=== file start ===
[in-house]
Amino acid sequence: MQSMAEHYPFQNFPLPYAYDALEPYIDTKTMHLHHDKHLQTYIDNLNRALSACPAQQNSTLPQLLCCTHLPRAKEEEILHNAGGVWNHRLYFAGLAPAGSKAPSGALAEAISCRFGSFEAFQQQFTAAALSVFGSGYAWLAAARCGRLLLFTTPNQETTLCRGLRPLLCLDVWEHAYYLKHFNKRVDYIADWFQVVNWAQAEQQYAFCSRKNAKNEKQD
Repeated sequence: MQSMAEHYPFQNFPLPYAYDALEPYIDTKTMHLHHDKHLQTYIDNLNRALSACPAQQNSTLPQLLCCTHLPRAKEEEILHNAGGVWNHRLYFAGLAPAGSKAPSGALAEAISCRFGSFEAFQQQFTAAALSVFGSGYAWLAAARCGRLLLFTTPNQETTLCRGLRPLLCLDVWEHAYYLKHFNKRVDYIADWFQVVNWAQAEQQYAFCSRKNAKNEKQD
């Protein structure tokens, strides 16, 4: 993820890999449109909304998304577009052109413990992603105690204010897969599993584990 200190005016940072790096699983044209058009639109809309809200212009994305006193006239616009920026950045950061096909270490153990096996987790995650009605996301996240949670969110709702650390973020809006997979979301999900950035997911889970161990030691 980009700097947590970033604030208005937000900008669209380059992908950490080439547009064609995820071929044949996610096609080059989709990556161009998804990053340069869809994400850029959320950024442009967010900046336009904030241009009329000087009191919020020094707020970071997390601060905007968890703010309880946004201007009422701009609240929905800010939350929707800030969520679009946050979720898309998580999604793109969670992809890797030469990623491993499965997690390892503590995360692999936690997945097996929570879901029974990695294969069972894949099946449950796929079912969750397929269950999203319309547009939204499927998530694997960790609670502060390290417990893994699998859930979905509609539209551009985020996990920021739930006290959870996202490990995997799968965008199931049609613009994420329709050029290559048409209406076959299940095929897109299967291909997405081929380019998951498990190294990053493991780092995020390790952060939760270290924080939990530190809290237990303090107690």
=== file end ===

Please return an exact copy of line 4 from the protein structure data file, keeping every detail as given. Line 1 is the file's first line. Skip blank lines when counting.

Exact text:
């Protein structure tokens, strides 16, 4: 993820890999449109909304998304577009052109413990992603105690204010897969599993584990 200190005016940072790096699983044209058009639109809309809200212009994305006193006239616009920026950045950061096909270490153990096996987790995650009605996301996240949670969110709702650390973020809006997979979301999900950035997911889970161990030691 980009700097947590970033604030208005937000900008669209380059992908950490080439547009064609995820071929044949996610096609080059989709990556161009998804990053340069869809994400850029959320950024442009967010900046336009904030241009009329000087009191919020020094707020970071997390601060905007968890703010309880946004201007009422701009609240929905800010939350929707800030969520679009946050979720898309998580999604793109969670992809890797030469990623491993499965997690390892503590995360692999936690997945097996929570879901029974990695294969069972894949099946449950796929079912969750397929269950999203319309547009939204499927998530694997960790609670502060390290417990893994699998859930979905509609539209551009985020996990920021739930006290959870996202490990995997799968965008199931049609613009994420329709050029290559048409209406076959299940095929897109299967291909997405081929380019998951498990190294990053493991780092995020390790952060939760270290924080939990530190809290237990303090107690």